After Securities and Exchange Board of India, the Foreign Investment Promotion Board has sought more clarity on the Rs 2,058 crore (Rs 20.58 billion) Jet-Etihad deal about effective control and ownership of the premier Indian private carrier.
While the FIPB has sought more transparency on whether the rules concerning effective control would be followed once the deal fructifies, the Finance Ministry has also written to Sebi for a report on the Jet-Etihad deal, official sources said Wednesday.
According to these sources, the foreign direct investment holding, including the NRI investment by Jet Chairman Naresh Goyal, would be 88.57 per cent.
Once the deal involving the Abu Dhabi-based airline picking up 24 per cent stake in Jet at a price of Rs 2,058 crore is finalised, the Indian carrier would have a shareholding pattern with Goyal controlling 52 per cent, Etihad 24 per cent, Jet's parent company Tailwinds and other foreign investments holding 14 per cent, they said.
Keeping this in view, the FIPB has sought further details on the shareholder agreemnt on the post-deal status.
The FIPB has also sought clarity from Department of Industrial Policy and Promotion on FDI policy in aviation and whether the 49 per cent FDI sectoral cap in civil aviation includes NRI investment.
The Prime Minister's Office on July 2 came out with a statement rebutting reports about objections to the deal raised by senior Bharatiya Janata Party leader Jaswant Singh, Communist Party of India's Gurudas Dasgupta, Dinesh Trivedi (Trinamool Congress) and Janata Party chief Subramanian Swamy, each of whom had shot off separate letters to Prime Minister Manmohan Singh.
Reacting to the reports, Civil Aviation Minister Ajit Singh accused the opponents of playing politics, saying "elections are coming. “Why are they opposing the Food Security Bill? They agree with it but are still opposing it.
“They are not willing to get the Land
“They don't want to see any actions, which may improve the economy, the aviation sector or anything as they think it will adversely affect them in elections.
Singh said the Jet-Etihad deal was between two private companies.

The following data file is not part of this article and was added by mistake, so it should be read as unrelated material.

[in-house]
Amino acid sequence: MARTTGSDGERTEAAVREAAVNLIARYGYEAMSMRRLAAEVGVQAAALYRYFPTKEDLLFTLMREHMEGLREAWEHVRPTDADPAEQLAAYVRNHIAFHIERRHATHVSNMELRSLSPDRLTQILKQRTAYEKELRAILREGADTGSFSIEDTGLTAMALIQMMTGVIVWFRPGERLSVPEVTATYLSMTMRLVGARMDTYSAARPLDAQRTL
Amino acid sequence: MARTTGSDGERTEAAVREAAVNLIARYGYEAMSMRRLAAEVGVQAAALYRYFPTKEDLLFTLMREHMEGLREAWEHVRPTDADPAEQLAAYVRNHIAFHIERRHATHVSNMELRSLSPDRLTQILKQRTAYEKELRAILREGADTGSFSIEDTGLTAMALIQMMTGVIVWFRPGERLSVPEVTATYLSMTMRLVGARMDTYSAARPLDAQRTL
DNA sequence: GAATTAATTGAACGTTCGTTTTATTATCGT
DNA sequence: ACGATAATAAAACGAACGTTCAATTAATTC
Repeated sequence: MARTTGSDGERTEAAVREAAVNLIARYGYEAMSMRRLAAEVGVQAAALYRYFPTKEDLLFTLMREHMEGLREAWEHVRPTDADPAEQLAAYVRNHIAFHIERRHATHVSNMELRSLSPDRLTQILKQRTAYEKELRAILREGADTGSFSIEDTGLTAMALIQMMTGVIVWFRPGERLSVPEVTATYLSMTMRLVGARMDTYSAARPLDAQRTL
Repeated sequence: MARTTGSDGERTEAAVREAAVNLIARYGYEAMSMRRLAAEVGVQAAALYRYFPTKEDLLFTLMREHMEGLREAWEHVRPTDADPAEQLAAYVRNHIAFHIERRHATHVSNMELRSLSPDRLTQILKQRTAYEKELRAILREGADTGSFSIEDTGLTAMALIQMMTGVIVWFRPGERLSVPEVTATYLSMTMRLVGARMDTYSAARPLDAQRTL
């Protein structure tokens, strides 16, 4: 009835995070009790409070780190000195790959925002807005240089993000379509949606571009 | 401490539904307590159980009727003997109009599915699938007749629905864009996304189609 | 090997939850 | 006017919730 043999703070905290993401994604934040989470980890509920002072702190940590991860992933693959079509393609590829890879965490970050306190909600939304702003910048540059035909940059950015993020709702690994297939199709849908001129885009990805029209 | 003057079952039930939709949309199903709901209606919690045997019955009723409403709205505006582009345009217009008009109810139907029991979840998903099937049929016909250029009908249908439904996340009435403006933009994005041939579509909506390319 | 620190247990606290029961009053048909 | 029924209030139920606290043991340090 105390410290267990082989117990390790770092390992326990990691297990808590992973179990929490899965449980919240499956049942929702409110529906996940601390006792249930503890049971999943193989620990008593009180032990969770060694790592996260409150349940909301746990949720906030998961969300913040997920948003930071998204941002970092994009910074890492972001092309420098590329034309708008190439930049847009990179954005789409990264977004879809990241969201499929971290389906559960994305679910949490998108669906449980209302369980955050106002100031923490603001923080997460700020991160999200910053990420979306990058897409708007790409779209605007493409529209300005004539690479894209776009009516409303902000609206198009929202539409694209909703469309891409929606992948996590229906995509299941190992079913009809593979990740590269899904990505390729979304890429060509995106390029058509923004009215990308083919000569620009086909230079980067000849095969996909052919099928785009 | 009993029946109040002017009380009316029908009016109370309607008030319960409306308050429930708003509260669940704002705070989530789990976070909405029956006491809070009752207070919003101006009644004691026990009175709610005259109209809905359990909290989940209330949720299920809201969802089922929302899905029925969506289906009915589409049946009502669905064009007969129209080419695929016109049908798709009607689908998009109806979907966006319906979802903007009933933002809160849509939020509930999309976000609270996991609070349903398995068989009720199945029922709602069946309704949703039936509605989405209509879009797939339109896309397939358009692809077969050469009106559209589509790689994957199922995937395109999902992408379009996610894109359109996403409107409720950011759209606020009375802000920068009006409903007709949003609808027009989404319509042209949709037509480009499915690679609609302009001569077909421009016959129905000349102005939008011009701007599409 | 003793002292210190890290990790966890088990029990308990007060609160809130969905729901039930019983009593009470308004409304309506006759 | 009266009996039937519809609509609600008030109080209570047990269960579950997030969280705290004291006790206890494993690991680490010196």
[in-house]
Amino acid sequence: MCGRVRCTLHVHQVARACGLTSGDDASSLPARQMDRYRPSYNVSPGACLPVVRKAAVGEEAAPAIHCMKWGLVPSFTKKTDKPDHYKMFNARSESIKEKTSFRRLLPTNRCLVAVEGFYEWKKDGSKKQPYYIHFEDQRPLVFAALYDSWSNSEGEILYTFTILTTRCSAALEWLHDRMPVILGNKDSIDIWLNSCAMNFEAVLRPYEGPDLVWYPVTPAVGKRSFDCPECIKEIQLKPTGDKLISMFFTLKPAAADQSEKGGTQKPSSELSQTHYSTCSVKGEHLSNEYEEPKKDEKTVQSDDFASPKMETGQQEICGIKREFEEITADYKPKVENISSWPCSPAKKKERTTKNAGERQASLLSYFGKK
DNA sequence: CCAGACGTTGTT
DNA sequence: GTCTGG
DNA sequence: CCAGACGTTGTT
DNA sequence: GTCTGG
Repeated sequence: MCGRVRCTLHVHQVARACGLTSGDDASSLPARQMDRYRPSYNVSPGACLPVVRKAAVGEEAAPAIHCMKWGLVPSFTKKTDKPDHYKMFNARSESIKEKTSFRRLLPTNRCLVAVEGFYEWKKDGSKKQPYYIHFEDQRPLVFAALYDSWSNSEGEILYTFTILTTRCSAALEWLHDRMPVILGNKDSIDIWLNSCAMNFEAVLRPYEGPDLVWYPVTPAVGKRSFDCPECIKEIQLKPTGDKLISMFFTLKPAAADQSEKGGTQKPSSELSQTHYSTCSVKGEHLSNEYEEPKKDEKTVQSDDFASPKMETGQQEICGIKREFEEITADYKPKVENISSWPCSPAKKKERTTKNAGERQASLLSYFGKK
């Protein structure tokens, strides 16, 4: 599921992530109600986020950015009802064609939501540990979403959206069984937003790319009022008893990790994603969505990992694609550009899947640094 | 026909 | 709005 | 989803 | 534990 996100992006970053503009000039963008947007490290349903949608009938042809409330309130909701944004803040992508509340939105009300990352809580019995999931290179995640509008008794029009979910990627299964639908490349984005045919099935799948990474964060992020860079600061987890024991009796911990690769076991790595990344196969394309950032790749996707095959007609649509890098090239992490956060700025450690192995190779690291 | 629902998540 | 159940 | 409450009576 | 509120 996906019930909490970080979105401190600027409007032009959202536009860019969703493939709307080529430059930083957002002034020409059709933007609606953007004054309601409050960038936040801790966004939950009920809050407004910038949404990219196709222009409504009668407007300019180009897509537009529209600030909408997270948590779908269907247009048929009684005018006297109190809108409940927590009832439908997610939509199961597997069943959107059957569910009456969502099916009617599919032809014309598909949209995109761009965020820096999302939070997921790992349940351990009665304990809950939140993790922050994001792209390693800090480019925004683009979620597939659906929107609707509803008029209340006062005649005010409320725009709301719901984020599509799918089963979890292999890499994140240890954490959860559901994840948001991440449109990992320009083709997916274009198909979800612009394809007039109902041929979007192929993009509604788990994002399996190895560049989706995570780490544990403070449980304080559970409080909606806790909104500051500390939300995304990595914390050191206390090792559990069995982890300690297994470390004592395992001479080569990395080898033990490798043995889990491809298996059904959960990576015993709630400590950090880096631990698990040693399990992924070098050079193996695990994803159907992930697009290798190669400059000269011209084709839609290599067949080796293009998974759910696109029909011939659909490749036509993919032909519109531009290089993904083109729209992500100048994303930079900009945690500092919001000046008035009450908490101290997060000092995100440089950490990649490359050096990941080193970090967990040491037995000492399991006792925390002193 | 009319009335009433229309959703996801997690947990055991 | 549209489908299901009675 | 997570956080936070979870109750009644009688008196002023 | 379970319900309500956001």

So, "they have to go through Indian regulatory agencies, they have to get Sebi's clearance, they have to get FIPB's clearance, then it will come before the Cabinet Committee on Investments."
On the members of Parliament raising objections, he said ‘basically they are long on politics and short on facts. . . I mean any foreign investment has to go through whatever Indian regulatory environment is there."
Defending the enhancement of bilateral air traffic rights between India and Abu Dhabi, the Minister said it would increase the connectivity of passengers both in domestic and and international sectors.
"Because, in their application for bilaterals Indian carriers asked for 55,000 seats and we have given them 36,000. And they will be flying from so many cities which have no flights.
"We have made so many international airports (in the country) but there are no flights," he said.
Now an Indian carrier can fly to Abu Dhabi and from there their footprints will be all over the world because for the first time in any bilateral they have allowed the change of guage," Singh said.
Change of guage, a term taken from railways, means that an airline can fly passengers in a small aircraft to one destination and then fly them beyond after shifting them to larger and long-haul aircraft.
Sources said the issues raised by the MPs have been referred to the Civil Aviation Ministry, Department Of Industrial Policy & Promotion, Department of Economic Affairs and the Corporate Affairs Ministry for "examination and appropriate action" as they were concerned with various aspects of the complaints.
The issues relating to security concerns have also been referred to the Cabinet Secretary for examination to suggest whether there was a need to look into any issues afresh.